18 november 2006
No urgent messages here. This'll be more like a blog, I guess, or a journal entry. Read on at your own peril! ;-)
Today I went for a bike ride with Barbara and Sue, who have become sometime riding buddies during the past couple of years. It was chilly, overcast and fairly breezy, but actually not a bad day to ride. We may not see any better for a while, so we went.
We started on the Queens side of the 59th Street Bridge, with no particular destination in mind. I don't know which, if any, of us was leading the way, but we found ourselves headed toward water: Jamaica Bay and the ocean. It was as if currents of the sky, gray and rippled by white crests of clouds, pulled us there.
Our bikes zigged and jagged along boards that clunked and chattered underneath us on the Rockaway Boardwalk. Sky and ocean grew grayer, bluer and steelier all at once as foamy white ripples thickened.
We crossed the bridge into Atlantic Beach, Nassau County, where both the fresh-faced and the weathered people wore down parkas with swim trunks and flip-flops. Sand swirled on the road toward Point Lookout--on the other side of the bay from Jones Beach--where we had a picnic lunch.
Since we all did errands this morning, we didn't meet for our ride until well after noon. Of course, we didn't take into account how the days are growing shorter, so by the time we got to Point Lookout, we saw rays of a sun that was about to set peeking through furtive openings in the clouds.
And everything grew darker as we rode back along the southern Atlantic shores of Nassau County, the Rockaways section of Queens, Sheepshead Bay and ultimately to Coney Island. The point at which the sea and sky disappear into each other grew closer and the tides amplified their echoes as their foam crests grew whiter like advancing glaciers.
There was a time in my life--actually, most of my life--when a scene like this was my only solace. The day returned to the sea; the night spread across it, punctuated by the pulse of waves that reflected flashes from the moon and stars. I often went to the sea, alone, in the darkness. Sometimes I hoped not to come back; other times I had some vague, if entirely implausible, hope that fluidity and darkness would wash away what I was trying to leave and change.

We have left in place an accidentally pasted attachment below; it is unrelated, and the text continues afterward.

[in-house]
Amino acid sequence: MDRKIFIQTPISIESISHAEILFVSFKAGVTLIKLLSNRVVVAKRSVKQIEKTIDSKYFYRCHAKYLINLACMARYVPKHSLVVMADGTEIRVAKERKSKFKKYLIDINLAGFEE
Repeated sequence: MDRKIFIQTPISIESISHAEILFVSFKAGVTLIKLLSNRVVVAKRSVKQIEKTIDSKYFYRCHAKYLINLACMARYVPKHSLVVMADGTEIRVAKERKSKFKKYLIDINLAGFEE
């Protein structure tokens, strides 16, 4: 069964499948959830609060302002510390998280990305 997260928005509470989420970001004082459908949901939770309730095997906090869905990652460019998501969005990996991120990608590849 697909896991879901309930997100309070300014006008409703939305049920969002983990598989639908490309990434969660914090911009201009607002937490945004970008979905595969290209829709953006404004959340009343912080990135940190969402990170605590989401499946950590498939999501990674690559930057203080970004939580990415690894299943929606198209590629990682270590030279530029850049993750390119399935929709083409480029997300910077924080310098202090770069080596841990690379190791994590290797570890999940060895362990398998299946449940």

Somehow, though, it didn't seem so odd to be at the darkening sea with a couple of friends. In a sense, I was never actually alone, even in the days when I was traveling solo. When I first started my gender transition, I used to believe that for all those years, the boy and young man I had been was carrying the person I'm becoming within him, all the while hoping nobody would notice. I suppose that is what would sometimes cause me to sometimes grieve about Nick when I first began to live as Justine. I used to think that he'd been carrying me all this time, and somehow it wasn't fair that I was able to experience the joy that he never could.
But now I realize that in some way, I, Justine, had been guiding and protecting him. And I was again today. Today I would show that scared, confused, angry teenaged boy and young man named Nick--whom I learned to love only by becoming Justine--that what we were seeing today was not all there is to life, that we were continuing on a journey and that it would be all right and neither of us would have to be alone.
Of course I didn't tell any of this to Sue or Barbara, for I am just realizing it now. But I did tell them what a joy it is to ride with them, and apologized for not being in the kind of shape I was once in and for being something of a chatterbox. Don't worry, they said. It's all fine.
Yes, Justine, it's all fine. And it's going to be all right. For you, too, Nick.
OK. I apologize if this is a bit of a ramble. I know you're all busy, and I appreciate you, whether or not you've read this far.